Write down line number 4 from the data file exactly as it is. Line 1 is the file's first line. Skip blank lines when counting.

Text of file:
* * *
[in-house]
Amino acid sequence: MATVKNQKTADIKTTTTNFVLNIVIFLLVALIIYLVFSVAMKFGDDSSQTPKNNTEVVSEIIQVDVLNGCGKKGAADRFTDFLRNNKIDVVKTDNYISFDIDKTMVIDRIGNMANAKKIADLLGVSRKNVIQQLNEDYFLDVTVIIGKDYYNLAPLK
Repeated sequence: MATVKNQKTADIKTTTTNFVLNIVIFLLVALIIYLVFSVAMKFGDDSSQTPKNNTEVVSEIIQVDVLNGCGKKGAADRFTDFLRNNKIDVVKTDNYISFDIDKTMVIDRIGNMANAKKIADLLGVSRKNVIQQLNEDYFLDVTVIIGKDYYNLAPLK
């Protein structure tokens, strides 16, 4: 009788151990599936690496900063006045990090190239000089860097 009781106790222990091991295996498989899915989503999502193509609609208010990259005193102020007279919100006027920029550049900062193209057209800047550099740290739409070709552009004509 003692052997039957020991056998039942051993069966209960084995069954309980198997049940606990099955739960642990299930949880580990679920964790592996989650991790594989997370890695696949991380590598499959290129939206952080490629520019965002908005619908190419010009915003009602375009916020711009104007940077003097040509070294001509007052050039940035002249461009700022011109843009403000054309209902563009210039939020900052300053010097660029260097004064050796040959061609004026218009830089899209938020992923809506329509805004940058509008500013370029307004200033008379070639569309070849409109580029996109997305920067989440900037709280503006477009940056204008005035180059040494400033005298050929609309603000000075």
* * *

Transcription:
């Protein structure tokens, strides 16, 4: 009788151990599936690496900063006045990090190239000089860097 009781106790222990091991295996498989899915989503999502193509609609208010990259005193102020007279919100006027920029550049900062193209057209800047550099740290739409070709552009004509 003692052997039957020991056998039942051993069966209960084995069954309980198997049940606990099955739960642990299930949880580990679920964790592996989650991790594989997370890695696949991380590598499959290129939206952080490629520019965002908005619908190419010009915003009602375009916020711009104007940077003097040509070294001509007052050039940035002249461009700022011109843009403000054309209902563009210039939020900052300053010097660029260097004064050796040959061609004026218009830089899209938020992923809506329509805004940058509008500013370029307004200033008379070639569309070849409109580029996109997305920067989440900037709280503006477009940056204008005035180059040494400033005298050929609309603000000075």